Several decades ago Attica consisted of Athens and several surrounding small towns. In time Athens combined with these towns. Cement erased the borders and the history of each neighborhood. Luckily the steamroller of progress did not destroy some places where magic still exists. One of these areas is my neighborhood, Neos Kosmos (New World).
I have been living in this neighborhood for 8 years. At first I did not like it, however as I was discovering the secrets of the region my relationship to it changed. At first I was annoyed with the large amount of cement and the lack of trees and parks. Also I was upset with the untapped abandoned factory in the neighborhood (this building will soon accommodate the new modern art museum in Athens).
But when I began to discover the neighborhood, everything changed. I was moved when I met the remaining refugee houses (the area where I live was a refugee neighborhoods for those who had come from Mikra Asia after the destruction of Smyrna in 1922). I was fascinated by a large collection of antique cars that an unknown man had in the subsidized housing. So I found that immigrants are peaceful people who have made their own neighborhood there. This neighborhood however was not liked by a group of neo-Nazis which attacked a grocery store and a cafe five years ago, because they were operated by immigrants. As a result, the area was turned into a den of anti-Fascists. I am quite proud of this trend. I am also proud of history of the area during the German occupation and the subsequent Greek civil war. I can write many stories that happened here, but I will lose the sense of this article.
The Magical Open Air Cinema
One week ago, a cinema projection took place in my neighborhood’s forgotten square. The Athens Open Air Festival did not chose this square randomly. That night we enjoyed a movie which was directed by Nikos Koundourou, entitled "The Magic City". The shooting of this film took place sixty years ago in this neighborhood.
Lots of people attended the show. All the chairs were filled so many local residents brought chairs from their apartments or they sat on benches in the square. The cinematic enjoyment was not only between the public and the big screen. It was the first time that people loved seeing the film from the balconies of the neighborhood. They were mostly elderly people which preferred the calm and safety of their balcony. On the one hand they were surprised by the throng, but on the other they liked that their forgotten neighborhood had attracted so many people.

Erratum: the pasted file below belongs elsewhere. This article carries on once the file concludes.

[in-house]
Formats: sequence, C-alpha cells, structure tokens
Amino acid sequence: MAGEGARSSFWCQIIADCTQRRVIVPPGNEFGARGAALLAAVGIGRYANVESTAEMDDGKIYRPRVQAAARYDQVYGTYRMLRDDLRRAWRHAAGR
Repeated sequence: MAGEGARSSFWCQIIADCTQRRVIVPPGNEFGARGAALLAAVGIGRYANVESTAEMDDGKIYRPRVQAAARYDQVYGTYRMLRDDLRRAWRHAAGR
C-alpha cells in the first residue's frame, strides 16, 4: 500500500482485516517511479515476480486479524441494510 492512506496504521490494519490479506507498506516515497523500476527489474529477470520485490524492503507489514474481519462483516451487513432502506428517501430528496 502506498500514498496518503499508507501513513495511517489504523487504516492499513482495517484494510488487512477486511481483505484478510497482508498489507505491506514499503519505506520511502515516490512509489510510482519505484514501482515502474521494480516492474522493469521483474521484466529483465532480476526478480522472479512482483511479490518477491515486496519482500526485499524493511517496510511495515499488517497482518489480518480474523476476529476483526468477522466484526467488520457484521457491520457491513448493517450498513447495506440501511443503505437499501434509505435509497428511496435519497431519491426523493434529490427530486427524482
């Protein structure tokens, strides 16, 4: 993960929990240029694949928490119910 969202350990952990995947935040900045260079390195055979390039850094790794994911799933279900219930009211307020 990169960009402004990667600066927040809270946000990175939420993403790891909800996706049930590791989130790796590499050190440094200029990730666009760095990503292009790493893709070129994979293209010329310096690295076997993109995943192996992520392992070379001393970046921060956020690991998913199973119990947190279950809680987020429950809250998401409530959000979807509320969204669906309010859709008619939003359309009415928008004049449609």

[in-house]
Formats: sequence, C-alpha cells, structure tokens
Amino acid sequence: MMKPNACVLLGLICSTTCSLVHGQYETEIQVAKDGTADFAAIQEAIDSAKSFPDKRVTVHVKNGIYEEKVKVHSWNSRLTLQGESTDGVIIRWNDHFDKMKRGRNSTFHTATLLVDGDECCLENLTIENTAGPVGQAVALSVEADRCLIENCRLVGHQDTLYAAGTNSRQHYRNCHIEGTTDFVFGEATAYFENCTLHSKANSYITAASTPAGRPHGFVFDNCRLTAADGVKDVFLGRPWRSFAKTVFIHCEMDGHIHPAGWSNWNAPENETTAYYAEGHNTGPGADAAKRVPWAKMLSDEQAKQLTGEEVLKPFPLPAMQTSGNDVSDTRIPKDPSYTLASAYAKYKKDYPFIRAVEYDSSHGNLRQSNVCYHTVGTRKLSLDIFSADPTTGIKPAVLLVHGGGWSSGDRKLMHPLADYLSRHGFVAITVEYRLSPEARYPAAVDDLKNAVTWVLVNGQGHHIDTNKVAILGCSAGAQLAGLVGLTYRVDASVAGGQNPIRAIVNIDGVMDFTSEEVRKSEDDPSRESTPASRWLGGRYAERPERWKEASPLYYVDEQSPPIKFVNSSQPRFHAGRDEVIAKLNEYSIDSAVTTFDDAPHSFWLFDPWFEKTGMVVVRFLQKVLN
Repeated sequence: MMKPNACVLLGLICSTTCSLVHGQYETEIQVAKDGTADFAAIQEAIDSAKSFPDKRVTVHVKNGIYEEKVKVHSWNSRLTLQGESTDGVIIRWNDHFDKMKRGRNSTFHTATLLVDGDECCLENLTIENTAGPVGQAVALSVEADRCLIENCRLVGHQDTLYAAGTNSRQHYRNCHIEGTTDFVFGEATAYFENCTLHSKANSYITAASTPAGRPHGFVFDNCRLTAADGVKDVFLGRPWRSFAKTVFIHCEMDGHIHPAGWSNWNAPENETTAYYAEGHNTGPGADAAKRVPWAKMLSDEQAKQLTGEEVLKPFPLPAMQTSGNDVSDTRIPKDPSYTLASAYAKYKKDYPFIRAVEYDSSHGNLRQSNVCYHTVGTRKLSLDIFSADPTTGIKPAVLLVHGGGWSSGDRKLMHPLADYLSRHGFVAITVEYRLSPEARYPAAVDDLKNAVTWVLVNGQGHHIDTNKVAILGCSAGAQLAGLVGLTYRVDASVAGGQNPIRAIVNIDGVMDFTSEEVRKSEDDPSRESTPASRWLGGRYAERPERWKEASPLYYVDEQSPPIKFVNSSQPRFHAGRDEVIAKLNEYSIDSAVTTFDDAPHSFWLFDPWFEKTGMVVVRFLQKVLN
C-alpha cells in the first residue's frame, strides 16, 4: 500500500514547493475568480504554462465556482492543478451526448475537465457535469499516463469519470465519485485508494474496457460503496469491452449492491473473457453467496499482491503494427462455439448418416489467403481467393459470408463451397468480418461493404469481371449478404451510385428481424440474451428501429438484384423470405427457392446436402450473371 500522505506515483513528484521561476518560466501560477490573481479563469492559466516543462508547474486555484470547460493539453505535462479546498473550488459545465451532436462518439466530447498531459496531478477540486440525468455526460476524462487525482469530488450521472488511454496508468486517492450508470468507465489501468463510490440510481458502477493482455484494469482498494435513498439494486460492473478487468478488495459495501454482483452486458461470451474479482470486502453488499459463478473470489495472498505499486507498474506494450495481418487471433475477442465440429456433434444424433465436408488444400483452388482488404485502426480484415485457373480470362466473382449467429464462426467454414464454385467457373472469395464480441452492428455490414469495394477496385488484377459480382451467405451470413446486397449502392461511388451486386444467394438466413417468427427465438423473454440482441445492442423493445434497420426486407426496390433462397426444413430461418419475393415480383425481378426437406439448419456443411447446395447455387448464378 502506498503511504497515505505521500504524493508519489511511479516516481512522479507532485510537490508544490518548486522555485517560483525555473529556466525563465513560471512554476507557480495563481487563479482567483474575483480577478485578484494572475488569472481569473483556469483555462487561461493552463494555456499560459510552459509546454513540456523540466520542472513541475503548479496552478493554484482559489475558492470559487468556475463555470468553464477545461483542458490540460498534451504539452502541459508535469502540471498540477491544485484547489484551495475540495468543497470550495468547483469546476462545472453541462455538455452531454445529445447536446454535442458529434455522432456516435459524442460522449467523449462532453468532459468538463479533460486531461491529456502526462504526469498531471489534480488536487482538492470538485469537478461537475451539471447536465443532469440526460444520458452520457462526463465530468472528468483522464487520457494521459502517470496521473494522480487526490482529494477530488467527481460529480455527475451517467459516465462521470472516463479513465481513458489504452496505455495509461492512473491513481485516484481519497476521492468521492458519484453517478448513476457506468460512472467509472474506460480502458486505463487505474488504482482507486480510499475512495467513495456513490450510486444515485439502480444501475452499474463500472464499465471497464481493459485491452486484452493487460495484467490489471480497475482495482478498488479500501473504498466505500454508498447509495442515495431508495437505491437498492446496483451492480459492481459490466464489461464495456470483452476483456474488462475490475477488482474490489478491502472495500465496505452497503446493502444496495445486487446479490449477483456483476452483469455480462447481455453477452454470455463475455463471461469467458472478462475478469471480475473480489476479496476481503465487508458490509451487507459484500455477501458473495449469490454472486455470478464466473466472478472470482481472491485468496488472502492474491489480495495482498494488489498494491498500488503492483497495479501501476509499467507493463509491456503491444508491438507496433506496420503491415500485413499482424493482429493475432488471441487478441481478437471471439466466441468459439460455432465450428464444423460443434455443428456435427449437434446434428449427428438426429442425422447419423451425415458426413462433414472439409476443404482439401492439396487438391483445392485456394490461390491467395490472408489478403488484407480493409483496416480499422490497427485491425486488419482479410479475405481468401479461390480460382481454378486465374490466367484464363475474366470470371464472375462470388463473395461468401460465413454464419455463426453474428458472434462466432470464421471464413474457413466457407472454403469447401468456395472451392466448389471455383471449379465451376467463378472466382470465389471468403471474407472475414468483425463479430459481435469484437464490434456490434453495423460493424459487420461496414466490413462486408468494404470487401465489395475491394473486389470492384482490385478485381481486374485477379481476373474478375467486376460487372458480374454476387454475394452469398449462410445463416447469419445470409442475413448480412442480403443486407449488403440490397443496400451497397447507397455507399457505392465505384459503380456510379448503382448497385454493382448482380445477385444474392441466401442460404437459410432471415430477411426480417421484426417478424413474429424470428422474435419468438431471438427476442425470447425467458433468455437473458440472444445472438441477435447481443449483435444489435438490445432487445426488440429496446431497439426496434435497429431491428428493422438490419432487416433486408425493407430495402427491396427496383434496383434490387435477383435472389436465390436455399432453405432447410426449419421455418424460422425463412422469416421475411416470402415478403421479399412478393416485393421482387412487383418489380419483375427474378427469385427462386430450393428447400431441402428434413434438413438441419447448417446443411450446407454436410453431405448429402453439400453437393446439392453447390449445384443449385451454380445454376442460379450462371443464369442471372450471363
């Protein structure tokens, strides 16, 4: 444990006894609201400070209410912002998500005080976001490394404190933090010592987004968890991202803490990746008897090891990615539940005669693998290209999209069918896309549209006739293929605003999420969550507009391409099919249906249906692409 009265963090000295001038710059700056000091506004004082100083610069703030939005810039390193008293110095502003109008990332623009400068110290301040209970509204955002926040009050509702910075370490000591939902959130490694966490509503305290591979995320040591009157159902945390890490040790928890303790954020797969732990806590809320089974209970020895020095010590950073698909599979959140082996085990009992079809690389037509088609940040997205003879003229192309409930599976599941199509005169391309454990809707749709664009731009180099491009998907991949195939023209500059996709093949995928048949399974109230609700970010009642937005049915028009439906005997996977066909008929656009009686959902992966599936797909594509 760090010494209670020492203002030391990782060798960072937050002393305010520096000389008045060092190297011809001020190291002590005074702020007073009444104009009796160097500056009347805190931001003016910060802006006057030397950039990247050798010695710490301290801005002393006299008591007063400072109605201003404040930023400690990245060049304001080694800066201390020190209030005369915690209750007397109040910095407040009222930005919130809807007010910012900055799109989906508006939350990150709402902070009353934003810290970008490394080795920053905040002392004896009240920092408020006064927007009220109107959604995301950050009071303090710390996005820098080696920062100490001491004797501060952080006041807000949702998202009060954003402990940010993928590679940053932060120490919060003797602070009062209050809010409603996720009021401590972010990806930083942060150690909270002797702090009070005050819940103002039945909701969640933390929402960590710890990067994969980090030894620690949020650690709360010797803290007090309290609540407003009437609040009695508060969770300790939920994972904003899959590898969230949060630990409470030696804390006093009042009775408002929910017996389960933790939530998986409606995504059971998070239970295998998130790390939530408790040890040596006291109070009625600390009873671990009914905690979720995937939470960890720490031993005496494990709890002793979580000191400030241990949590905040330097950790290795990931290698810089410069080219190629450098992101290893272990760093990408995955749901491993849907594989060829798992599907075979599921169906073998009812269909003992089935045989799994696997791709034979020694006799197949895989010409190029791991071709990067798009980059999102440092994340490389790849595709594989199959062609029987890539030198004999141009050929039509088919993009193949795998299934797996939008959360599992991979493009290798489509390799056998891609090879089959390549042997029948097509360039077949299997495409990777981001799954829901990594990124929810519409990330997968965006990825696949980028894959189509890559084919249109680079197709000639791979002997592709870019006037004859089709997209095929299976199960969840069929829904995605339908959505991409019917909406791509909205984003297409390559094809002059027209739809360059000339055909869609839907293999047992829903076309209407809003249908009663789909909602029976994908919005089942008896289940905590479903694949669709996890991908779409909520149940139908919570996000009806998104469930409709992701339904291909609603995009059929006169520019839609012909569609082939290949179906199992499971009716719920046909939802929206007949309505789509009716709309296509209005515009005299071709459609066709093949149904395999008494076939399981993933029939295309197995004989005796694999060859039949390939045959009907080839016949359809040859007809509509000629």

The lights went out and the screen lit up. The neighborhood was filled with dreamy melodies of Manos Hadjidakis. Some of us whispered the lyrics of "magic city" as the film started. First up a great Greek actor, Manos Katrakis, appeared, as a young man. Then we watched the refugee neighborhood that no longer exists and the subsidized housing which have become today the neighborhood of immigrants. Nothing has changed. Maybe we want to believe it.
Then we laughed with Thanassis Weggos (the greatest Greek comedian). It was strange to see our favorite comedian with hair (later he became bald). It was the first interpretation in his career. It was obvious that this man would give us infinite laughter with his future films.
The culmination came just before the end. It came in the shape of an incredible moment of solidarity from the poor residents of the area to the protagonist of the film, when the tax authorities wanted to take away his car. One of the neighbors of the protagonist said a phrase full of sincerity and warmth, "It's a shame to let them get the car" and immediately pulled out his wallet to give money to the tax collectors. After this, all other residents started taking out their wallets. Applause was heard in public. It was solidarity that made people applaud. I could hardly hold back my tears.
This solidarity still exists within us, and it is not diminished by the weight of suspicion, xenophobia and loneliness. Then the people were hungry, and they are hungry today. Where is the difference?
Then the neighborhood was alive. They were all one family. The life of each one separated by thin walls. One knew the secrets of the other. There was gossip and violation of privacy, but if someone really needed some help, all the others rushed to support him.
The film ended. The applause this time was even more intense. I was nailed to my chair. This film had touched me. I was moved by the intense humanity that prevailed in a society wounded by German occupation, civil war and poverty. Where is the spontaneous solidarity of the people today?
All these concerns were returning to my mind when I decided to get up to go home. The lights are not lit in the square. I walked in the dark between my strangers neighbors. Maybe we like the dark because it hid the shame that we do not know each other and we did not share a good day so far.
Surely some of us awakened a little more tonight. We returned to our homes without saying a word. Tonight will be closed in our apartments with the hope that tomorrow we will share a few human “good morning”s.
I felt doubly proud of my neighborhood, which hosted sixty years ago such great personalities which inspired a lovely and timeless movie.
I really want to thank the Athens Open Air Festival and the magazine Cinema and Film Archive, because they gave us a beautiful and interesting festival, which managed to revive a forgotten square of Athens and many lost memories.
Such actions are growing hopes in this place.
Maybe they will manage to create again one magical city ....
Edited By: Ivan Botoucharov